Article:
The International Writers Magazine: Dreamscapes Childhood Memories

The Purple Rose of Baffins
Paul Martin

In 1985 I moved house with my family to a street near Baffins Pond, Portsmouth. I was ten.
One day I noticed a particular house some way down the street, on the other side of the road from my own. What made it stand out was that it was almost completely purple.

It was a rather drab purple though, not really gaudy or eye-catching, but fading and dour. It was as if that was the only colour paint available and therefore what was used; it was thoughtless, unconcerned with outward appearances. Like the inhabitants perhaps? The curtains in all of the windows were a similar purple too, as was the front door.

As time went on I grew more curious about who might live in this house, if indeed anybody did. I’d still not seen anyone going in or coming out of there, and began to notice what an empty, uninhabited impression it gave off. In fact I couldn’t remember ever having seen any lights on through the windows or curtains, even in the evenings.

One afternoon during the summer holidays, I saw a huge caravan parked outside the house. It seemed odd that somebody living in such an apparently neglected house should own or even be able to afford such a luxurious vehicle. It was so big that it had obviously been parked in the street because it wouldn’t fit in the driveway at the side of the house.

My friend David Oxon and I were playing in the street. I can’t recall that we were playing anything in particular. We had our bikes and were just having as much fun as can be had from a kerb, a pavement and a row of forecourt walls. It was unusually quiet that afternoon, with very few other kids outside. I suppose people were out shopping or at the football or away on holidays.
"There’s that caravan", David suddenly said, letting his bike drop from beneath his legs.
"Where?" I said.
"Let’s go and see it", said David.
We were about fifteen houses away from the purple house and the caravan had just pulled up outside it, with the front facing away from us. I was apprehensive. Obviously I was curious about who would get out of the caravan, but in my mind I’d built up vague, unformed ideas about this person or people. Were they murderers? Child molesters? Monsters?
Two figures got out from either side of the caravan and went into the house. All we could make out from where we were was a rather elderly lady, probably sixty or seventy, but certainly not frail or slow. And the driver seemed to be a woman.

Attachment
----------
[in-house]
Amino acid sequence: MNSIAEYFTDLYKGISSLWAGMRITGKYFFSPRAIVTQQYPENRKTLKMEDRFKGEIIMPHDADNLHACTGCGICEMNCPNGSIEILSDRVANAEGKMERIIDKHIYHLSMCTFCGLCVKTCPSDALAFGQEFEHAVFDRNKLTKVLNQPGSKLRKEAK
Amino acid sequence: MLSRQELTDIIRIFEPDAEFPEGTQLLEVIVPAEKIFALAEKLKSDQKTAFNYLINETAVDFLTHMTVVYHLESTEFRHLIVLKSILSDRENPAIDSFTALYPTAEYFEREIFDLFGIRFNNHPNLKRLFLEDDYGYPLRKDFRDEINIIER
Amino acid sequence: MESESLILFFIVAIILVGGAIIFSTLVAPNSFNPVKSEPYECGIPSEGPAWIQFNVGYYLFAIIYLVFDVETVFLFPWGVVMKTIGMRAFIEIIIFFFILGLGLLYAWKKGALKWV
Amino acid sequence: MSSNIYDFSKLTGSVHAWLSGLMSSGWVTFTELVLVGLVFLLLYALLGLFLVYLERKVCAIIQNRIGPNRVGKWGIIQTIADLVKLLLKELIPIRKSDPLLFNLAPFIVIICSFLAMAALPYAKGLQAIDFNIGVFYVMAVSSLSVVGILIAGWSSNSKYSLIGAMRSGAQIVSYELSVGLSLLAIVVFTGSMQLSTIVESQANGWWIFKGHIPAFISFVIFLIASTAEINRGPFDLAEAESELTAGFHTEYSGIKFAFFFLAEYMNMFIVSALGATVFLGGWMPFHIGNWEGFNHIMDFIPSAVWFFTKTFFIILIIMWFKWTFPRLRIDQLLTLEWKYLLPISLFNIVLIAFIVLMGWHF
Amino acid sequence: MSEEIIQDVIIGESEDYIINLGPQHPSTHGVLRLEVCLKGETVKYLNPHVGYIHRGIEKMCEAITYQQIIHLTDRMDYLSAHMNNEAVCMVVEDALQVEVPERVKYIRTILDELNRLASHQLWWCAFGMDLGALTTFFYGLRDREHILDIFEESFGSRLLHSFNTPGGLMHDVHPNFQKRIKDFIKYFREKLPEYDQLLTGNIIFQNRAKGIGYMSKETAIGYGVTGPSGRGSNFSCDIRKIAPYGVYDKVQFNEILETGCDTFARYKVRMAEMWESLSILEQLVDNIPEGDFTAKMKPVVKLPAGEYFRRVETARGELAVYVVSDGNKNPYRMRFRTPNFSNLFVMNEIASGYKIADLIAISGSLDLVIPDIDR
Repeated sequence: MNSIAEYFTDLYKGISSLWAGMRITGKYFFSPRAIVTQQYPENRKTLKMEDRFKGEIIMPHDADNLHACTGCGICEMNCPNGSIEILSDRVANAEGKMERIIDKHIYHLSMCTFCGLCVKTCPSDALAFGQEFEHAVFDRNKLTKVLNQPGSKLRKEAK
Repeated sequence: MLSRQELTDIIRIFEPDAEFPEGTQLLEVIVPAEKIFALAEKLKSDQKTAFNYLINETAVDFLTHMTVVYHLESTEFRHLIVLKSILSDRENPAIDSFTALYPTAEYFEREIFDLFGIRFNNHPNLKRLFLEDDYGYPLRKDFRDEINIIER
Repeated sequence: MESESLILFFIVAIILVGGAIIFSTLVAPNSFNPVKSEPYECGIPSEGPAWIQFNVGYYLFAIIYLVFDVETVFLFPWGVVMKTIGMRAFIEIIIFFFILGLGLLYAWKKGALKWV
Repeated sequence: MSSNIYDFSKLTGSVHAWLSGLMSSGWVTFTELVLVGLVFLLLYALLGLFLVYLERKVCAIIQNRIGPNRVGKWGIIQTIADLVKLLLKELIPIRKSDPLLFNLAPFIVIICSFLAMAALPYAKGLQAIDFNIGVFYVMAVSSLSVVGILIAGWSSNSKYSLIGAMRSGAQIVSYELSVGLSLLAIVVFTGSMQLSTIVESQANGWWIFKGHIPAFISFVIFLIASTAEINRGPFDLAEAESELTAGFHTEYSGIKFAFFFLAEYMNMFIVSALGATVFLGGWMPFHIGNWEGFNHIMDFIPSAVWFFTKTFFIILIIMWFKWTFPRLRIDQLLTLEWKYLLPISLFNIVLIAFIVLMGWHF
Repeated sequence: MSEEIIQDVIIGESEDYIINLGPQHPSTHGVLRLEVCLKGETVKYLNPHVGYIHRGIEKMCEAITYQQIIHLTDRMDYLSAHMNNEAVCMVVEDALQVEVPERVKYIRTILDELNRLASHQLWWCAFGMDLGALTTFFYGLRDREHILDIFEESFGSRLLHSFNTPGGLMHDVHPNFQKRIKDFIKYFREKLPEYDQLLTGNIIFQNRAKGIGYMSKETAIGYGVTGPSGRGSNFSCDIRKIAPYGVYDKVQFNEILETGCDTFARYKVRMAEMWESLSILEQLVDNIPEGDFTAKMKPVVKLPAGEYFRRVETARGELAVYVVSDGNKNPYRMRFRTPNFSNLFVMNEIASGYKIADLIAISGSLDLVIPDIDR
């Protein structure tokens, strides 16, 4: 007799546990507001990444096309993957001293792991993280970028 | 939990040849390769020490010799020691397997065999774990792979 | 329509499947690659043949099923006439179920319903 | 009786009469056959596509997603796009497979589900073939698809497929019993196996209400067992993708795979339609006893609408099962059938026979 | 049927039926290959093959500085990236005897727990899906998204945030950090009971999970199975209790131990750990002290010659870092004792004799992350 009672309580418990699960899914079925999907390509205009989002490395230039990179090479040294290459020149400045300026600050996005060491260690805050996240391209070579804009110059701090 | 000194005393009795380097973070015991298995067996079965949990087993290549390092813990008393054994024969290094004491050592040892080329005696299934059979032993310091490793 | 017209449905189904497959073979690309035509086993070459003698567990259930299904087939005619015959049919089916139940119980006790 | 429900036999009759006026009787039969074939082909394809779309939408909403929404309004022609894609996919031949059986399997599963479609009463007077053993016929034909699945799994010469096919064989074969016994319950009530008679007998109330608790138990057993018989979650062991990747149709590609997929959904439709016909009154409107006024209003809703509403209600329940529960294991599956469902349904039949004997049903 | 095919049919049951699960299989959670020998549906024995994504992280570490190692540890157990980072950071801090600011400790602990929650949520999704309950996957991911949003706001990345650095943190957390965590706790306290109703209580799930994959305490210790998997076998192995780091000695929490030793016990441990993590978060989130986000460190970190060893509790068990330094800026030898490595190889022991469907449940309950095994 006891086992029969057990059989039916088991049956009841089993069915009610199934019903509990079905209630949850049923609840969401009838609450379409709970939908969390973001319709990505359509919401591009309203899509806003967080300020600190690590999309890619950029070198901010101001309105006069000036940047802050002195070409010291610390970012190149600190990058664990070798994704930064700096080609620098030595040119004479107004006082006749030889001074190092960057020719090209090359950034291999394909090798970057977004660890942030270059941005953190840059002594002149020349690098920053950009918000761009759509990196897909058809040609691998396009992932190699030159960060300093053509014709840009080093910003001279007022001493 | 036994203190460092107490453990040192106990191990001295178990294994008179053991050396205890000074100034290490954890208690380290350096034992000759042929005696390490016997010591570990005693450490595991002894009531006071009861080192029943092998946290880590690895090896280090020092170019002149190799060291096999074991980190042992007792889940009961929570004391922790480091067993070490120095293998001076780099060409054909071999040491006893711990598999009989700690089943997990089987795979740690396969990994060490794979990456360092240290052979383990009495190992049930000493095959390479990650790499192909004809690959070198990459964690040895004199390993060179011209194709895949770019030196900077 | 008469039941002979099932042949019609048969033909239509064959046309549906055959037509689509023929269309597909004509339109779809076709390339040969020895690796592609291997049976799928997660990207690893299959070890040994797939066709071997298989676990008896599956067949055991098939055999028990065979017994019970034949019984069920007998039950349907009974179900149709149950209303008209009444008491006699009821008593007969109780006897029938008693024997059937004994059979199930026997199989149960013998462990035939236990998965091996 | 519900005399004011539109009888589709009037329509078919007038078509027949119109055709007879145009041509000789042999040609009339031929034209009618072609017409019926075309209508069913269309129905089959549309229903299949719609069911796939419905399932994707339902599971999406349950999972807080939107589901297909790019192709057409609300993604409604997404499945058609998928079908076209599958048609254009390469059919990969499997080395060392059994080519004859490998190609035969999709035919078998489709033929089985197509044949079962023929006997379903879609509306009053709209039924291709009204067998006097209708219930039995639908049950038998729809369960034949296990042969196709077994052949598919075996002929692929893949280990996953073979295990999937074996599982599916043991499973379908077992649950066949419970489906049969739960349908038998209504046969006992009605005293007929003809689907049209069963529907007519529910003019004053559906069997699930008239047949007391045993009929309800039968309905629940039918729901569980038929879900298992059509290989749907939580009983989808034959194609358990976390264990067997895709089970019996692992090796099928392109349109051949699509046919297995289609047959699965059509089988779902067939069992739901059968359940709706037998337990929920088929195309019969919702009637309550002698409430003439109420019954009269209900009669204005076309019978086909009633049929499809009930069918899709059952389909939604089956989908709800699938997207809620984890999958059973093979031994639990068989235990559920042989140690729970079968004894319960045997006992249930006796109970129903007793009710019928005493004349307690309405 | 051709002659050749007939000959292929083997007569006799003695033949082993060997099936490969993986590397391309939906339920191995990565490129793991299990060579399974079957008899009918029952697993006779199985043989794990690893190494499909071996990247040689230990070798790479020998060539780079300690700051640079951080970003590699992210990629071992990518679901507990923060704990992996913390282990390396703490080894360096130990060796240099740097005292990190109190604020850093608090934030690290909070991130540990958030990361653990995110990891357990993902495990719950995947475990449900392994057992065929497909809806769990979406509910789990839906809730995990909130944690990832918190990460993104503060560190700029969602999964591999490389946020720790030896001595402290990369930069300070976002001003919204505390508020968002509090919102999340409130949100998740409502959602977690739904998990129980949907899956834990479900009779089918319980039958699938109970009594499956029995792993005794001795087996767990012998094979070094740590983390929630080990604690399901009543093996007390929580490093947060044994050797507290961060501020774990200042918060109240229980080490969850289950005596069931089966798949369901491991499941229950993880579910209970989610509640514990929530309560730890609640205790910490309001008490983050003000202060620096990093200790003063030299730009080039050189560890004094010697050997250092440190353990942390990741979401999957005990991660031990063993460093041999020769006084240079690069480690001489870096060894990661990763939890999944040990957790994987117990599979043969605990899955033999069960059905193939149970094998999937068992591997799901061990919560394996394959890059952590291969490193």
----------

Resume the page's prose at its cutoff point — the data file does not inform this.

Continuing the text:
David was ahead of me, approaching the purple house and clearly intent on finding some answers.
"Let’s have a look down here", he called out to me, now standing at the opening to the driveway.
I was now with him and we were looking at the front of the house, perhaps expecting to see a light come on or a face appear at the window. But as usual there was no sign of life from within.
The next thing I knew David was up at the end of the driveway, climbing the metal gate that closed off the back garden.
"What you doing?" I asked, halfway between a shout and a whisper. Now I was worried, curious but worried.
"’s alright", he answered, with one leg over the other side of the gate and his t-shirt caught up halfway up his back.
"Let’s just go", I said, glancing nervously up the street and back. But he was already over the gate.
A moment later I heard a voice, a nasal, slightly posh voice that sent a shiver down my spine. It sounded female but deep, old but strong. I then heard a metallic scrape and the door opened. David ran out straight past me. Then this face appeared from behind the door. It was a woman. But it was a man. A man dressed as a woman. I felt like I was going to shit myself.
"Get away from my house", she or he said.
I stared at the face for about a second.
It was the nose I remember most, absurdly big and so obviously that of a man. And I noticed the hands, again obviously those of a man.
Then I turned and ran off.

It was the first time I’d ever seen a trans-sexual, although even then I didn’t know that word. It scared me to death. I stayed away from the purple house after that, although I saw her a few months later coming out of a shop in Fratton and going off on a bike. Since then I’ve come to feel quite sad for her. I think she’d been living with her mother in that house and so she was obviously a caring but maybe rather lonely character.

But if I ever see or hear her again I don’t know how I’d react.
And I know that the house is still purple.

© Paul Martin November 2006
Paul is studying for his Masters in Creative Writing at the University of Portsmouth
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